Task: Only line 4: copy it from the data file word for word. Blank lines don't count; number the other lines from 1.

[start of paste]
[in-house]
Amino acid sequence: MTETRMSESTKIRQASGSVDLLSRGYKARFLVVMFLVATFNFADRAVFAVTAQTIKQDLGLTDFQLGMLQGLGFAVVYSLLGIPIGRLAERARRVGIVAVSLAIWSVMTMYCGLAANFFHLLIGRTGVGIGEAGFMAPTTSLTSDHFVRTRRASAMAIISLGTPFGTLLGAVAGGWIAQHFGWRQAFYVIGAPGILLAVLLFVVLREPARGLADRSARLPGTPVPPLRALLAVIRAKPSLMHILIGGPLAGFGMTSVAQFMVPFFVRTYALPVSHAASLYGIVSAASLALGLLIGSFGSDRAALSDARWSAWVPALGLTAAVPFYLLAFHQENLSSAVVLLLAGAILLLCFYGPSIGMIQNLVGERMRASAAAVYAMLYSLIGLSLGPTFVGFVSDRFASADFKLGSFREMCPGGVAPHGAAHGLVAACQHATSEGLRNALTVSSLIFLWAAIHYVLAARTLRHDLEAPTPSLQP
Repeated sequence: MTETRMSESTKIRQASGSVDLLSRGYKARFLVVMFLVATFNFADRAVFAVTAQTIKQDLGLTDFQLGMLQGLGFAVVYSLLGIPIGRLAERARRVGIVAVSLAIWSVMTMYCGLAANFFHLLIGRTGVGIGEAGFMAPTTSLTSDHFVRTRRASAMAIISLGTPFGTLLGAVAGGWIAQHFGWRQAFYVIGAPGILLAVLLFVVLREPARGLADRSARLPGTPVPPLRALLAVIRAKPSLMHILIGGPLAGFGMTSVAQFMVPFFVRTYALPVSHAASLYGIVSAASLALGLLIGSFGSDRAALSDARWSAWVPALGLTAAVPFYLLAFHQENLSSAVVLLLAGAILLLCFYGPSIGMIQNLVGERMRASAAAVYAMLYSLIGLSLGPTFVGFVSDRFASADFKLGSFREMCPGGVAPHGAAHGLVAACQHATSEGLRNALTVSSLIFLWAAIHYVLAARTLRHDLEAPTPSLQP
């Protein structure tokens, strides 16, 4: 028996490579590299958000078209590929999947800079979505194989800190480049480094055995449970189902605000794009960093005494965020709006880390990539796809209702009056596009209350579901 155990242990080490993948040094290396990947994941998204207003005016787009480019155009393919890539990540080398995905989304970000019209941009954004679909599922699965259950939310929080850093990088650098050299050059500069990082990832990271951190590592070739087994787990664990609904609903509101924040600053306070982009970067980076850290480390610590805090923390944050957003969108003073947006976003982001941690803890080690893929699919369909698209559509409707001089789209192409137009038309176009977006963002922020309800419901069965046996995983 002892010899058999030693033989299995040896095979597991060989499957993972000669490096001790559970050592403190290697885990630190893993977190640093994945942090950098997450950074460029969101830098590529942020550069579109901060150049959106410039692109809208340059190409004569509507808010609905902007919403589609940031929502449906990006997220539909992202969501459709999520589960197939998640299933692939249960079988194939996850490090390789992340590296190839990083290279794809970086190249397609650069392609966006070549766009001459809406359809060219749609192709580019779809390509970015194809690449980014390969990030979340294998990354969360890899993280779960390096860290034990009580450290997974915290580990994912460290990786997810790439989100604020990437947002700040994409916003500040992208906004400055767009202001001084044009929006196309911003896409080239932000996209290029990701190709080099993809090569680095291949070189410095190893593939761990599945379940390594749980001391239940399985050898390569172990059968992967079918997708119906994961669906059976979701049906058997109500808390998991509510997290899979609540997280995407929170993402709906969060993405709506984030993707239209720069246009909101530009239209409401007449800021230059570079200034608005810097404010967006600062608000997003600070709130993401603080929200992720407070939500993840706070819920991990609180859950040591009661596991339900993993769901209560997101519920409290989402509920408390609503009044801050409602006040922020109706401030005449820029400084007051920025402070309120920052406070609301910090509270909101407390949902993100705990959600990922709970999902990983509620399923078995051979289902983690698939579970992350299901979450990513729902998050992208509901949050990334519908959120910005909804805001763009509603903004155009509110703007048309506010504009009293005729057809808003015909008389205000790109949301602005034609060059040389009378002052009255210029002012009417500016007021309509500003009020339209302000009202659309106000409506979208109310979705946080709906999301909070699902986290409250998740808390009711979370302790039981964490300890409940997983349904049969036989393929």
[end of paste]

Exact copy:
């Protein structure tokens, strides 16, 4: 028996490579590299958000078209590929999947800079979505194989800190480049480094055995449970189902605000794009960093005494965020709006880390990539796809209702009056596009209350579901 155990242990080490993948040094290396990947994941998204207003005016787009480019155009393919890539990540080398995905989304970000019209941009954004679909599922699965259950939310929080850093990088650098050299050059500069990082990832990271951190590592070739087994787990664990609904609903509101924040600053306070982009970067980076850290480390610590805090923390944050957003969108003073947006976003982001941690803890080690893929699919369909698209559509409707001089789209192409137009038309176009977006963002922020309800419901069965046996995983 002892010899058999030693033989299995040896095979597991060989499957993972000669490096001790559970050592403190290697885990630190893993977190640093994945942090950098997450950074460029969101830098590529942020550069579109901060150049959106410039692109809208340059190409004569509507808010609905902007919403589609940031929502449906990006997220539909992202969501459709999520589960197939998640299933692939249960079988194939996850490090390789992340590296190839990083290279794809970086190249397609650069392609966006070549766009001459809406359809060219749609192709580019779809390509970015194809690449980014390969990030979340294998990354969360890899993280779960390096860290034990009580450290997974915290580990994912460290990786997810790439989100604020990437947002700040994409916003500040992208906004400055767009202001001084044009929006196309911003896409080239932000996209290029990701190709080099993809090569680095291949070189410095190893593939761990599945379940390594749980001391239940399985050898390569172990059968992967079918997708119906994961669906059976979701049906058997109500808390998991509510997290899979609540997280995407929170993402709906969060993405709506984030993707239209720069246009909101530009239209409401007449800021230059570079200034608005810097404010967006600062608000997003600070709130993401603080929200992720407070939500993840706070819920991990609180859950040591009661596991339900993993769901209560997101519920409290989402509920408390609503009044801050409602006040922020109706401030005449820029400084007051920025402070309120920052406070609301910090509270909101407390949902993100705990959600990922709970999902990983509620399923078995051979289902983690698939579970992350299901979450990513729902998050992208509901949050990334519908959120910005909804805001763009509603903004155009509110703007048309506010504009009293005729057809808003015909008389205000790109949301602005034609060059040389009378002052009255210029002012009417500016007021309509500003009020339209302000009202659309106000409506979208109310979705946080709906999301909070699902986290409250998740808390009711979370302790039981964490300890409940997983349904049969036989393929």